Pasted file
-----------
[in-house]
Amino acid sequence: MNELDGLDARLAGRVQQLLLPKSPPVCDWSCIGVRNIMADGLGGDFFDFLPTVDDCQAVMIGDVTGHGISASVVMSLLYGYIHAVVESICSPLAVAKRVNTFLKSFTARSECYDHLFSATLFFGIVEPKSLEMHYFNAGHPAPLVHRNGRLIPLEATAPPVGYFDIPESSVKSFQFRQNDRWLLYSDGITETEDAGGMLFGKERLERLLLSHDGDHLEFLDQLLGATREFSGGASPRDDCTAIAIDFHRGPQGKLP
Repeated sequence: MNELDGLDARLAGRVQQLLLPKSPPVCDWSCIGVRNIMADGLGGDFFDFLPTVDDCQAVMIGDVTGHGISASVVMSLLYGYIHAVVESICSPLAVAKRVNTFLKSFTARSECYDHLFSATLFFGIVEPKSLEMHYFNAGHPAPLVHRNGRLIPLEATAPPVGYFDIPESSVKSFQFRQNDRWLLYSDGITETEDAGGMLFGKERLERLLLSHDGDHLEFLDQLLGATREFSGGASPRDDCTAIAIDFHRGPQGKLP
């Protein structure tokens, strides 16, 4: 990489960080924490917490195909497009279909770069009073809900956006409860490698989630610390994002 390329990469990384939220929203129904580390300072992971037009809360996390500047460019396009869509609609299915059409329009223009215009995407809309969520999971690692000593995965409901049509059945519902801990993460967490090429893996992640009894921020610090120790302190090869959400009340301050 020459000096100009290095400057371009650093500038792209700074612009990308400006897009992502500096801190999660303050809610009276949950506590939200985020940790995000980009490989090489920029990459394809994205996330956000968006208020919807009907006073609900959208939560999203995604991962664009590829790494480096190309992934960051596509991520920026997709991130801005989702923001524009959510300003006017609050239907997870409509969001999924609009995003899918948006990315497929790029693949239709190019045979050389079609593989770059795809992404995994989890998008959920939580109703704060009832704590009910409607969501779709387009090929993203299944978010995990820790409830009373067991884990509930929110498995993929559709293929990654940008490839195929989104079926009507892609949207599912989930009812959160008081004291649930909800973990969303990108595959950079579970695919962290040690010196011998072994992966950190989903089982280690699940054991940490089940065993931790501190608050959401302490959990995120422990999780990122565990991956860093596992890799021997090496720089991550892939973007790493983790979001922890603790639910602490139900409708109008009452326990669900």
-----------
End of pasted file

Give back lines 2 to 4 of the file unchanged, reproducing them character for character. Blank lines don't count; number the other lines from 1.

Amino acid sequence: MNELDGLDARLAGRVQQLLLPKSPPVCDWSCIGVRNIMADGLGGDFFDFLPTVDDCQAVMIGDVTGHGISASVVMSLLYGYIHAVVESICSPLAVAKRVNTFLKSFTARSECYDHLFSATLFFGIVEPKSLEMHYFNAGHPAPLVHRNGRLIPLEATAPPVGYFDIPESSVKSFQFRQNDRWLLYSDGITETEDAGGMLFGKERLERLLLSHDGDHLEFLDQLLGATREFSGGASPRDDCTAIAIDFHRGPQGKLP
Repeated sequence: MNELDGLDARLAGRVQQLLLPKSPPVCDWSCIGVRNIMADGLGGDFFDFLPTVDDCQAVMIGDVTGHGISASVVMSLLYGYIHAVVESICSPLAVAKRVNTFLKSFTARSECYDHLFSATLFFGIVEPKSLEMHYFNAGHPAPLVHRNGRLIPLEATAPPVGYFDIPESSVKSFQFRQNDRWLLYSDGITETEDAGGMLFGKERLERLLLSHDGDHLEFLDQLLGATREFSGGASPRDDCTAIAIDFHRGPQGKLP
């Protein structure tokens, strides 16, 4: 990489960080924490917490195909497009279909770069009073809900956006409860490698989630610390994002 390329990469990384939220929203129904580390300072992971037009809360996390500047460019396009869509609609299915059409329009223009215009995407809309969520999971690692000593995965409901049509059945519902801990993460967490090429893996992640009894921020610090120790302190090869959400009340301050 020459000096100009290095400057371009650093500038792209700074612009990308400006897009992502500096801190999660303050809610009276949950506590939200985020940790995000980009490989090489920029990459394809994205996330956000968006208020919807009907006073609900959208939560999203995604991962664009590829790494480096190309992934960051596509991520920026997709991130801005989702923001524009959510300003006017609050239907997870409509969001999924609009995003899918948006990315497929790029693949239709190019045979050389079609593989770059795809992404995994989890998008959920939580109703704060009832704590009910409607969501779709387009090929993203299944978010995990820790409830009373067991884990509930929110498995993929559709293929990654940008490839195929989104079926009507892609949207599912989930009812959160008081004291649930909800973990969303990108595959950079579970695919962290040690010196011998072994992966950190989903089982280690699940054991940490089940065993931790501190608050959401302490959990995120422990999780990122565990991956860093596992890799021997090496720089991550892939973007790493983790979001922890603790639910602490139900409708109008009452326990669900």